Chuck Workman

Grammy-winning trumpeter/ flugelhorn player Randy Brecker is firmly established in the jazz world as a neo-bop and jazz fusion groundbreaker. The Indiana University graduate of jazz studies under David Baker made his reputation in jazz as a sideman with Art Blakey and Horace Silver and the rock band Blood Sweat & Tears. Along with his renowned brother, tenor saxophonist Michael Brecker, a major jazz fusion influence on younger tenor saxophonists in his own right, The Brecker Brothers group was a sensation in the '80s among young jazz fans and musicians with its crossover style.

On Friday, Jan. 20, Randy Brecker will appear in concert at the University of Indianapolis' Christel DeHaan Fine Arts Center. Supporting Brecker will be some of Indy's best jazz players: Steve Allee, piano; Frank Glover, tenor saxophone; Jack Helsley, bass; and Steve Houghton, drums. I caught up with Brecker in New York before his gig at the Bluenote for this conversation on jazz traditions and transition.

NUVO: Do you think that today's younger jazz musicians are moving away from the jazz tradition?

Brecker: No, I think there is still a healthy respect for tradition. I was just talking to a gentleman in England about my upcoming project to be released over there. We were talking about what's happening and the fact that there are so many young players. A lot of it is due to people like David Baker who are expert teachers and know the history and know how to impart it. I think that a lot of the younger players really know their music and its history of the last century. I think there is a little problem with the business end of it these days and what's happening in the record business, but the young players are just great.

NUVO: Has the fact that the major record labels have backed off their commitment to jazz had an impact on the business side of what artists like you do?

Brecker: It's almost a little too soon to tell, but it wasn't a good harbinger of things to come, unfortunately. What's happening with the record business in general is kind of disturbing. Hopefully it will work its way out in the end. Jazz sales have been hurt in general.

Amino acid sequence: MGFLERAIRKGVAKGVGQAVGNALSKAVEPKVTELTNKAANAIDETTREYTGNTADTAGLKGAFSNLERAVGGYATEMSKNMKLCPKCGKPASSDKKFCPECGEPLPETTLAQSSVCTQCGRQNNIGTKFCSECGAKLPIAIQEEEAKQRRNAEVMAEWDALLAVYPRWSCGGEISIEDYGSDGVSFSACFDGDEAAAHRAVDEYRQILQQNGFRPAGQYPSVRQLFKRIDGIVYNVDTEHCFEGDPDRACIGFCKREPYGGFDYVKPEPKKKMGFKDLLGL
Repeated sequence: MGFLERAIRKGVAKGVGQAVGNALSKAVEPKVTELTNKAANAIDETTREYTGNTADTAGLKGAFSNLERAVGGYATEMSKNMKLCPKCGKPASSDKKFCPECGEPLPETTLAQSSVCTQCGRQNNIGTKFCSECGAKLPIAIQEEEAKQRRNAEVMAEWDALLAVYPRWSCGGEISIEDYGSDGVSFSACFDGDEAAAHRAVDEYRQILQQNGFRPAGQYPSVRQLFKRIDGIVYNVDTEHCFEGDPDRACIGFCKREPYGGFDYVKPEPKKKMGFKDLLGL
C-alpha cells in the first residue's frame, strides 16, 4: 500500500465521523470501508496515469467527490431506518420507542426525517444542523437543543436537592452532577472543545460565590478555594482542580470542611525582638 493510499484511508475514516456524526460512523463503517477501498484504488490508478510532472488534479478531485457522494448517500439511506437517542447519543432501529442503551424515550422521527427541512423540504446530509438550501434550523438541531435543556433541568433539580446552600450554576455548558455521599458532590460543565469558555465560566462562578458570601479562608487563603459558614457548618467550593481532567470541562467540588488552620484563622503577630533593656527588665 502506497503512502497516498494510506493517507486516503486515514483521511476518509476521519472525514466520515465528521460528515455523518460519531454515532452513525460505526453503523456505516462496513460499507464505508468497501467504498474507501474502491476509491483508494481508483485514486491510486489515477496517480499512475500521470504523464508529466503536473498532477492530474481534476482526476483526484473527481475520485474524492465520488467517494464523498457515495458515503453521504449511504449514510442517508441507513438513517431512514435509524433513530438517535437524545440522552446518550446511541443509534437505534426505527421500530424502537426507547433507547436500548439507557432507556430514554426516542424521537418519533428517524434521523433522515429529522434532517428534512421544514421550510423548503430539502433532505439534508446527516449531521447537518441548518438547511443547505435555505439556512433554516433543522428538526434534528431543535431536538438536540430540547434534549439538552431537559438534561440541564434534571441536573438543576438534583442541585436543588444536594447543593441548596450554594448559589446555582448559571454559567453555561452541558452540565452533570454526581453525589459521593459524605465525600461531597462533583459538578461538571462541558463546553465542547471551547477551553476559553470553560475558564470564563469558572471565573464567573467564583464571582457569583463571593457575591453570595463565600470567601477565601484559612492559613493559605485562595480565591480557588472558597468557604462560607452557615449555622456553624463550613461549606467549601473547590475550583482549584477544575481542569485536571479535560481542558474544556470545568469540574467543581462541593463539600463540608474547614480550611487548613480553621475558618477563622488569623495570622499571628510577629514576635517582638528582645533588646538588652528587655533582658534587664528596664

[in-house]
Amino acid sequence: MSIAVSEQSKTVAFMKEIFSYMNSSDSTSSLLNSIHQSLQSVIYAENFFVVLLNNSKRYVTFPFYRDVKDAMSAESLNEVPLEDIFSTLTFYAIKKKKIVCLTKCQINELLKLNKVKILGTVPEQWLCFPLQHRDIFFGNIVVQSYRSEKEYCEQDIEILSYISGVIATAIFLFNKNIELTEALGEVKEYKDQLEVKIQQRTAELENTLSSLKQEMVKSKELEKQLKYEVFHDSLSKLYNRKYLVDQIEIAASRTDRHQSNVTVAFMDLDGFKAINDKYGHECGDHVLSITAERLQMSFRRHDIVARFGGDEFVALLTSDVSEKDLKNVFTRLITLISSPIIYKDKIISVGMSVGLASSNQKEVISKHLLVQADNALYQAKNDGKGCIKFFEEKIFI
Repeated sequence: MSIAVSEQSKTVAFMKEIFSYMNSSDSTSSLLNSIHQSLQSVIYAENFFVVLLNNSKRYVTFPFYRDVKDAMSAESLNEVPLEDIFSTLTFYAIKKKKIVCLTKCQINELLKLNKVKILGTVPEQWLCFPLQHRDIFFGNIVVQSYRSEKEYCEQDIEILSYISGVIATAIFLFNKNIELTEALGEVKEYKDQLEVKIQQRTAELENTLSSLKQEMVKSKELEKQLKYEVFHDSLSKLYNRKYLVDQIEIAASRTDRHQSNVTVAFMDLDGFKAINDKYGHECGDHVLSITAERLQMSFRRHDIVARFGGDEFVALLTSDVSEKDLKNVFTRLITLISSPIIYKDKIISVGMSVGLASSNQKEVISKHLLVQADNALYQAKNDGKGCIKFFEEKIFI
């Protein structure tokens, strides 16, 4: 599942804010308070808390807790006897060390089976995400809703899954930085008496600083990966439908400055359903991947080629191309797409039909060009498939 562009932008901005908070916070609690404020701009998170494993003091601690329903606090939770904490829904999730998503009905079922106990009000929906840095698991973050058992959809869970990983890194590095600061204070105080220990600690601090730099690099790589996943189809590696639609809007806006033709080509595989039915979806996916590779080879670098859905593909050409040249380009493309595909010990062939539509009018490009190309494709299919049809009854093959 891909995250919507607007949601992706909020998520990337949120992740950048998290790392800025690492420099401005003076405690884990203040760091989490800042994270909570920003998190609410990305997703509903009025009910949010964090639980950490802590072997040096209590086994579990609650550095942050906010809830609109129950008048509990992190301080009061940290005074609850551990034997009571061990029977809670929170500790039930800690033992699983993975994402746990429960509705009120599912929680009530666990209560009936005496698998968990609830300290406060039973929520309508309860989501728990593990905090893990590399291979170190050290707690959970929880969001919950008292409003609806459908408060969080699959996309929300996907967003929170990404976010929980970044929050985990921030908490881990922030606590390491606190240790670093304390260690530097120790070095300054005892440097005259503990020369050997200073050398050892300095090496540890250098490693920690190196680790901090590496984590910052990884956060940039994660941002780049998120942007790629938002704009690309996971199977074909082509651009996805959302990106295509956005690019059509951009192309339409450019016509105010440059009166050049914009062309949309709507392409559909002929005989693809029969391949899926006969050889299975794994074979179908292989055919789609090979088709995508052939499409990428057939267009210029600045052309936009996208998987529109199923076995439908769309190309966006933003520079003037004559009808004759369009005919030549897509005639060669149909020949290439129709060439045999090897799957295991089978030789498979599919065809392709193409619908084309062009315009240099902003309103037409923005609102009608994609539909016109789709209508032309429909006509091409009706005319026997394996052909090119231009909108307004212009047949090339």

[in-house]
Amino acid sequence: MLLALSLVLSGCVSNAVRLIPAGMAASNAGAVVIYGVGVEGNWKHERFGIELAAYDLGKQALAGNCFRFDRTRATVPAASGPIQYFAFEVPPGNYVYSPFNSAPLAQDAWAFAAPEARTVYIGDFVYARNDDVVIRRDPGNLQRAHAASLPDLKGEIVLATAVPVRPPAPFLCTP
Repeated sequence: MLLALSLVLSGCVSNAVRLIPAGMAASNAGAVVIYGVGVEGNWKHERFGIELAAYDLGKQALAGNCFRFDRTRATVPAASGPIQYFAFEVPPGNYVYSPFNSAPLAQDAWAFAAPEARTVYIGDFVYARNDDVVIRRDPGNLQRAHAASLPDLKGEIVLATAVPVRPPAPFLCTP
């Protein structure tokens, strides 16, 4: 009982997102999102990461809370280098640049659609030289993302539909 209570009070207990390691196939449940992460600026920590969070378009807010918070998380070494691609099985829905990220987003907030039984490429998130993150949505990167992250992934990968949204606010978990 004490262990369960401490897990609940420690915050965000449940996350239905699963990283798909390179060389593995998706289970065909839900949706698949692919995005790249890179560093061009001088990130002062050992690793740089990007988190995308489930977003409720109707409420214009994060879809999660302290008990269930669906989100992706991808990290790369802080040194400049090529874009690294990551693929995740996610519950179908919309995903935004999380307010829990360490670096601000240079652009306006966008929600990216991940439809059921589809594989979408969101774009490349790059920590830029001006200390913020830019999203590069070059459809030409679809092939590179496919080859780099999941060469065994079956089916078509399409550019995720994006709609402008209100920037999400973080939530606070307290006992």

NUVO: Ever since technology made its inroads into music and especially jazz has it had a death knell effect on what's happening?

Brecker: Technology has its place, I suppose. It seems to be if there's any revolutionary things happening in music that's it. It's not my particular cup of tea, although I have experimented with it myself. It has kind of a short shelf life as far as my own workings are involved. All I can say about the whole thing is that I hope people will continue to listen to live music and enjoy music that isn't made by machines.

NUVO: What are your upcoming recording projects?

Brecker: It should be coming out here in the late spring or early summer. It's a project that I did with the WDR Big Band in Europe. This was a special night, a kind of tribute night to my older works and newer works. I had a special guest - my brother - who I hadn't played with in two years and haven't played with since. This recording was done two years ago. They are just now putting it out in Europe.

According to Brecker, other IU music school graduates Jim Beard and Peter Erskine are guests on the SACD, which was also video recorded live for a simultaneous DVD release.

Concert time is 7:30 p.m. in the arts center's Ruth Lilly Performance Hall, 1400 E. Hanna Ave. Tickets are $10 adults, $7 students and seniors.

Jazz in retrospect

It always good to find a new venue offering jazz as part of its operation on Thursdays and Fridays. That's what you'll find at the new Indie Lounge across from the seven screen Keystone Art Cinema theater on the second level of the Fashion Mall at Keystone at the Crossing. A moderate size room holds leather clad booths and mahogany tables and chairs with a full service bar. It's a laid-back setting for jazz. I was warmly greeted like an old friend by the waitress, Novell, and Indie Lounge manager Lori.

Last Thursday I checked out singer Tim Hoover backed up by Ken Fary, keyboards and Jack Helsley, bass. Fary and Helsley opened the evening with an adventurous instrumental romp on the standard "Yesterday." Hoover, whose vocal background is in choral work, showed that he has a great harmonic flair for jazz. He has wonderful articulation, control and feeling for lyrics. Hoover also displayed a keen ear for his backing by Fary and Helsley, who were sensitive, swinging and prodding in their supportive role but came to the forefront with crisp, innovative solos. A highlight was Hoover's moving and warm rendering of "When I Fall in Love." The Indie Lounge has great potential as a stand-alone outing for a cocktail form of jazz from 6:30 to 10:30 p.m. with no cover charge.

Jazz Data

* Tim Hoover & Friends play Thursdays at the new Indie Lounge across from the Keystone Art Cinema in the Keystone Fashion Mall. Greg Sansing and The Jazz Setters perform Friday, Jan. 20. Music goes 6:30 to 10:30 p.m. No cover charge.

* Cipo, 5252 E. 82nd St. Friday saxophonist Gregg Bacon & Friends groove jazz from 7 to 10 p.m.

* Nicky Blaine's, 20 N. Meridian St. has the pop/jazz of The Four Sexes Monday & Tuesday. Wednesday & Thursday, trumpeter Tommy Mullinix Quartet swings away. Music 9 p.m. to midnight. No cover.

* Cynthia Layne & Friends play Wednesday Jan 18. Goldie & Exquisitely Yours perform Jan. 25 at the Blue Martini, 96th & Gray Rd. Music goes 7 to 10:30 p.m.